Corvallis police convert shotguns to use less lethal rounds
NATHAN BRUTTELL Corvallis Gazette-Times – Read original article
The Corvallis Police Department has a new “less-lethal” tool designed to help save lives. But not just the lives of officers or bystanders; the lives of suspects as well.
Officials recently converted every shotgun in the department to fire new “less lethal” ammunition. The new rounds, nicknamed “pancake bullets” and made by Integrity Ballistics, are designed to incapacitate suspects with a synthetic polymer ball that pancakes on impact. The pancake bullets, known officially as the Burns 1401, are fired at about 350 feet per second, roughly one-third the speed of a standard bullet.
The new tool could become useful in situations in which lethal force isn’t appropriate and a stun gun or baton could jeopardize an officer’s safety, said Lt. Todd Bailey of the Corvallis Police Department.
“It seems like, over the last 10 years, we’ve had a higher likelihood of encountering people with weapons who are under the influence in some way,” Bailey said. “These scenarios don’t rise to the level where we’d want to engage them with lethal force and it would be too dangerous to try and get in too close with a Taser, hands or a baton.”
Unlike stun guns, which require close proximity with a suspect, the less lethal shotgun rounds are designed to be fired anywhere from 5 to 25 yards away.
The term “less lethal” means that the ammunition is less likely to be fatal when used correctly, Bailey said. But he stressed that the rounds are not called “less than lethal” for a reason.
“Targeting someone in the head, neck or spine could potentially be fatal,” Bailey said. “So as with any other tool, it’s about how you use it. The same use-of-force rules apply with the less lethal rounds as with a baton. So officers have been trained to fire them from a certain distance and aim for thick, meaty areas such as the thigh, the arm, the calf or the buttocks.”
Over roughly two weeks, every officer in the department completed training in the classroom and firing range on how to use the new less lethal bullets effectively, Bailey said.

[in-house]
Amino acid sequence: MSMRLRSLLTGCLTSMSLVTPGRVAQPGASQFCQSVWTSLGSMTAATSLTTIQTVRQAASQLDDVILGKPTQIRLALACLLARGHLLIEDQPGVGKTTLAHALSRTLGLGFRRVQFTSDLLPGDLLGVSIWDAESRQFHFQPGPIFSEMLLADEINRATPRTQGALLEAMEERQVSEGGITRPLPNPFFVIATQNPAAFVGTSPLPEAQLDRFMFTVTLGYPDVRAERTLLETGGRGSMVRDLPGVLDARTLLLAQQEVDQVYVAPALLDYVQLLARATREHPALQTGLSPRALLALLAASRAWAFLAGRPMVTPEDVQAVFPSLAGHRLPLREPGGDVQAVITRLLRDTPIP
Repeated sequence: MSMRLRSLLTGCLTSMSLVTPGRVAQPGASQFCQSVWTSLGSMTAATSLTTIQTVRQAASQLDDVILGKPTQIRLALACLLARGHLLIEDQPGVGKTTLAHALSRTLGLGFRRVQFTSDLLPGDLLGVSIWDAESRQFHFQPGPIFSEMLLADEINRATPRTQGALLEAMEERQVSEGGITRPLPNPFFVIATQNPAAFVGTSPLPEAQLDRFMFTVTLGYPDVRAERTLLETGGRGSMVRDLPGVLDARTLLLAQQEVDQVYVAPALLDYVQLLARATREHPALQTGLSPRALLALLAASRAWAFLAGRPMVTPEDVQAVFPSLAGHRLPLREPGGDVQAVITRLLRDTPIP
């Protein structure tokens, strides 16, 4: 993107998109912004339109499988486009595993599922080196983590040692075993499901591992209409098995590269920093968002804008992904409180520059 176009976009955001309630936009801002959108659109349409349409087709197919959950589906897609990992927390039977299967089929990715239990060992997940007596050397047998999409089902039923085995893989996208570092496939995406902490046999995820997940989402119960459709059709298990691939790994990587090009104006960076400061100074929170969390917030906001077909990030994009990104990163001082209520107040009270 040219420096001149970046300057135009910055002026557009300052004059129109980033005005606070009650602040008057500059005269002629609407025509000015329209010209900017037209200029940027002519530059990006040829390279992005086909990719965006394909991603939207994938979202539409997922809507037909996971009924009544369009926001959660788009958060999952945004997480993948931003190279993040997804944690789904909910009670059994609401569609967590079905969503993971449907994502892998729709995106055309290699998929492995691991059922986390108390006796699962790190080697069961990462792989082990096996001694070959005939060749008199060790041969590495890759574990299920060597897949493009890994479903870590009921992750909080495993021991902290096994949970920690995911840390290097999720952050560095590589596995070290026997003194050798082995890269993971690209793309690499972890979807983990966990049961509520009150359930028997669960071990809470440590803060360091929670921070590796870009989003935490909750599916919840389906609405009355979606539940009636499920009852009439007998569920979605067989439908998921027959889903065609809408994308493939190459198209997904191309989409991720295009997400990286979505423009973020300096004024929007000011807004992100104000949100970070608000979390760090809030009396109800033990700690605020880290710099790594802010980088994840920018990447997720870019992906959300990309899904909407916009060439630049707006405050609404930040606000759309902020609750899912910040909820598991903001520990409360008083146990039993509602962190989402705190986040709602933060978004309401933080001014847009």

The shells of the new “pancake bullets” have a clear casing and orange band and label to differentiate them from standard rounds. The shotguns themselves are still able to fire standard lethal ammunition, so in late February, department officials completed a clean sweep and removed all standard shotgun ammunition from every officer and vehicle.
In addition to the new pancake bullets, department officials converted every shotgun with new orange forends and stocks and added labels that say “less lethal. The conversion and new ammunition cost roughly $3,300, officials said.
Bailey said the goal was to convert the shotguns, which have essentially become obsolete as more effective tools have become available, and turn them into a new tool that could potentially save lives.
“Since I’ve been here, we’ve never fired a shotgun round at anybody,” Bailey said, noting that he’s been with the Police Department for more than 26 years. “No one would take out the shotguns, because we have rifles that are a much more effective tool. And we have Tasers to use in other less lethal situations. So we thought why not put a less lethal in every single patrol car?”
Bailey said he tested six different less lethal options before selecting the “pancake bullets.”
“These are much more accurate and much more effective than every other round we’ve seen in the past,” Bailey said. “I’ve wanted to do this switch for a long time but this is the first new technology that meets our needs.”
The less lethal shotguns will not replace other nonlethal tools at the department, said Lt. Dan Duncan of the Corvallis Police Department. Officers will still have the option to use pepper spray, stun guns and batons.
“No one option is going to work in every circumstance,” Duncan said. “Now we have a variety of options to work with so that officers can choose which will work best given the situation. The idea is to be able to use the tool that allows the officer to handle a situation with the least amount of people injured.”